The path of our careers is much like our very lives. As they mature, different needs come to the forefront. Early on, we might be looking for ground-level education, recognition, and establishment. Later on, in this vital timeline, the emphasis might turn to expanding our business or growing our network. Ultimately, as we near retirement, the focus would more likely be on succession planning and possibly giving back to the causes we care about, and to the communities that supported us on our journey.
Speaking just for myself, I know I would not be in my current position without making my presence known in the industry. Watts Realty Co., Inc., AMO is involved in no fewer than six local and national business associations, and I believe those connections have been a key part of our longevity. I know the same is true for so many of my colleagues throughout the real estate industry. No matter your discipline, be it brokerage, property management or any other sector, there’s great value to be found not just in membership, but involvement as well.
Let’s be clear, I’m not soliciting memberships here. What I’m doing is urging professionals in all walks of the industry to take full advantage of the memberships they already have, to look beyond the immediate need, and grow your network through greater involvement. And then to become part of someone else’s solution.
Here’s why: Nobody will fight for your business more than you. If your current interest in your trade association is, let’s say education, then I ask you to look beyond, to learn what legislation might affect your business growth, and explore what your group is doing in terms of advocacy. As I mentioned in my last column, the coalitions being formed at the national level are a strong and diverse voice on Capitol Hill. I urge you to add your voice to that effort.
I also urge you to consider giving back to the industry that has given you a rich, stable and varied career. If your interest now is employment or networking opportunities, you’ll find ample support from others in your association. But this is a two-way street, and as you develop those relationships, it’s important to extend your hand to reach out and help someone else. It’s a way of saying, “thanks.”
Here’s a case in point: In the course of the recent 2020 Virtual IREM Summit, I’m happy to report that the IREM Foundation, through an event we named Cheers to your Peers, raised some $35,000 in scholarship funds. I bring this up now because that was the direct result of active members volunteering to support a cause bigger than themselves. No matter the phrase you want to use, giving back or paying it forward, the result was the same; members raising their hand to help those just getting started--our future leaders.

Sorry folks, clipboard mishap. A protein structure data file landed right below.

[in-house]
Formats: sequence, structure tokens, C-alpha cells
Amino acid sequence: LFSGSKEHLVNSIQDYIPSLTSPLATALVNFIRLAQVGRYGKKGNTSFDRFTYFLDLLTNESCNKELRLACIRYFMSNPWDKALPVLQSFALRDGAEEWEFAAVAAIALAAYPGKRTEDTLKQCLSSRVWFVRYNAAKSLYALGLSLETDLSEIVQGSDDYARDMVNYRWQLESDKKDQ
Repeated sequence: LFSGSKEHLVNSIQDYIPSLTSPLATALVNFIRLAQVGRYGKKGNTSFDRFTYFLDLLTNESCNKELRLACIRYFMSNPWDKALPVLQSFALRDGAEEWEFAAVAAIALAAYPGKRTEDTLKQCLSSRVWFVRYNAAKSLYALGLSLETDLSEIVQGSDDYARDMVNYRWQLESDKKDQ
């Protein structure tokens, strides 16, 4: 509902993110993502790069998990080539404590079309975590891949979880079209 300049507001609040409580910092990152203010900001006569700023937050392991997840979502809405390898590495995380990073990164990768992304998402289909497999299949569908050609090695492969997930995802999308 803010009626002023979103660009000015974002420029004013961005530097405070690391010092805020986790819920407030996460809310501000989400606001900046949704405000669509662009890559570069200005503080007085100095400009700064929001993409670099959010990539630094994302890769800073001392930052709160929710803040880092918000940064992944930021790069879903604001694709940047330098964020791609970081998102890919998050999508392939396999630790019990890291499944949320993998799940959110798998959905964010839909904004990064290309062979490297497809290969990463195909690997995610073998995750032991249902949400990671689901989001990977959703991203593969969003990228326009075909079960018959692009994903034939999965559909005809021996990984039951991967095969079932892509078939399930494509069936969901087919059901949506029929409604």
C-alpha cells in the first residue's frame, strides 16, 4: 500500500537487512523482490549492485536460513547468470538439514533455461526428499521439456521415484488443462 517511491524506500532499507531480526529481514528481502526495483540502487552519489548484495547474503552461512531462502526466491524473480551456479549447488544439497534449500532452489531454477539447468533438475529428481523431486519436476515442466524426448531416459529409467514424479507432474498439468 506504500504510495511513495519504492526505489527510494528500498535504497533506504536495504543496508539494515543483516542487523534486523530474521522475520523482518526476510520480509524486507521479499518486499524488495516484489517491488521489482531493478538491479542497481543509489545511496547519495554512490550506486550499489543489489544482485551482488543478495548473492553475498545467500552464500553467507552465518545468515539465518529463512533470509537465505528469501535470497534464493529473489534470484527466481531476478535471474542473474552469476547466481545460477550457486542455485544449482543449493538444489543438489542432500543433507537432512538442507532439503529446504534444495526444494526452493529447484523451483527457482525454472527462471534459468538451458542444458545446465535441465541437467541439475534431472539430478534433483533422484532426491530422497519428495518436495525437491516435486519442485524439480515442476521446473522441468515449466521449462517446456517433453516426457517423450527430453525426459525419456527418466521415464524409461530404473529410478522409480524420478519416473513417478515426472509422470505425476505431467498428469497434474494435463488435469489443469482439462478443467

There are certainly many reasons to limit participation. Limited time and conflicting priorities are certainly key among them. We hope that, as those drivers change, members would revisit the greater benefits that their associations offer, be it a job bank, committee activity, or deal-sharing such as CCIM offers. And then, while taking advantage of the benefits, pitch in, offer your time, experience and connections to help move the organization forward.
This, by the way, is how tomorrow’s leaders are identified and cultivated. Leaders develop organically with greater involvement in their organization, and I can’t name one group that doesn’t have some version of a Next Gen Advisory Board. Neither is there an association that doesn’t seek to increase diversity and inclusion within its ranks. Therein lies the future of any industry that seeks to ensure successful succession.
For myself, this industry has supported my family for generations. We give back because we’ve gained so much. And we gained so much because we got involved.
Whatever association you’re tied to, take and grow from the benefits offered. And as you take, give back. We’ll all be better for it.
Chip Watts, CPM, CCIM, is the 2021 IREM President. In addition, he serves as president and executive CPM for Watts Realty Co., Inc., AMO, in Birmingham, Ala.